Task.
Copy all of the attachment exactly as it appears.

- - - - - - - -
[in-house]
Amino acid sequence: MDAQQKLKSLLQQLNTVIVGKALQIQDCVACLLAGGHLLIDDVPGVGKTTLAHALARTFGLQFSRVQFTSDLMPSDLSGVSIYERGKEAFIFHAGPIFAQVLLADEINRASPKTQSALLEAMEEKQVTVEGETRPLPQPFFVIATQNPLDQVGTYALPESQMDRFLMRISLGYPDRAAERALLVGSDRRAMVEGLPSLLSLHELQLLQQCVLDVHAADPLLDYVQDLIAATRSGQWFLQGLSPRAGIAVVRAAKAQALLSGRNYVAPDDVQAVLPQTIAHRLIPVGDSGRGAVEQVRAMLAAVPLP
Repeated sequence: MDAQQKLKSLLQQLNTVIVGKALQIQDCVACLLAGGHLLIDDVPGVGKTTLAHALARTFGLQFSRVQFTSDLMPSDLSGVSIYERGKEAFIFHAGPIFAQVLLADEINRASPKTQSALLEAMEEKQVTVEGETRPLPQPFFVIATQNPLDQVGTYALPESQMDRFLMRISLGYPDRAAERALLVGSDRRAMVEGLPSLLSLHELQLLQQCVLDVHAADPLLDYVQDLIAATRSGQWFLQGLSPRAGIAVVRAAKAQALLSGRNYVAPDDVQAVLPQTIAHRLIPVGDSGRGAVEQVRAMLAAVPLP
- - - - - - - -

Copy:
[in-house]
Amino acid sequence: MDAQQKLKSLLQQLNTVIVGKALQIQDCVACLLAGGHLLIDDVPGVGKTTLAHALARTFGLQFSRVQFTSDLMPSDLSGVSIYERGKEAFIFHAGPIFAQVLLADEINRASPKTQSALLEAMEEKQVTVEGETRPLPQPFFVIATQNPLDQVGTYALPESQMDRFLMRISLGYPDRAAERALLVGSDRRAMVEGLPSLLSLHELQLLQQCVLDVHAADPLLDYVQDLIAATRSGQWFLQGLSPRAGIAVVRAAKAQALLSGRNYVAPDDVQAVLPQTIAHRLIPVGDSGRGAVEQVRAMLAAVPLP
Repeated sequence: MDAQQKLKSLLQQLNTVIVGKALQIQDCVACLLAGGHLLIDDVPGVGKTTLAHALARTFGLQFSRVQFTSDLMPSDLSGVSIYERGKEAFIFHAGPIFAQVLLADEINRASPKTQSALLEAMEEKQVTVEGETRPLPQPFFVIATQNPLDQVGTYALPESQMDRFLMRISLGYPDRAAERALLVGSDRRAMVEGLPSLLSLHELQLLQQCVLDVHAADPLLDYVQDLIAATRSGQWFLQGLSPRAGIAVVRAAKAQALLSGRNYVAPDDVQAVLPQTIAHRLIPVGDSGRGAVEQVRAMLAAVPLP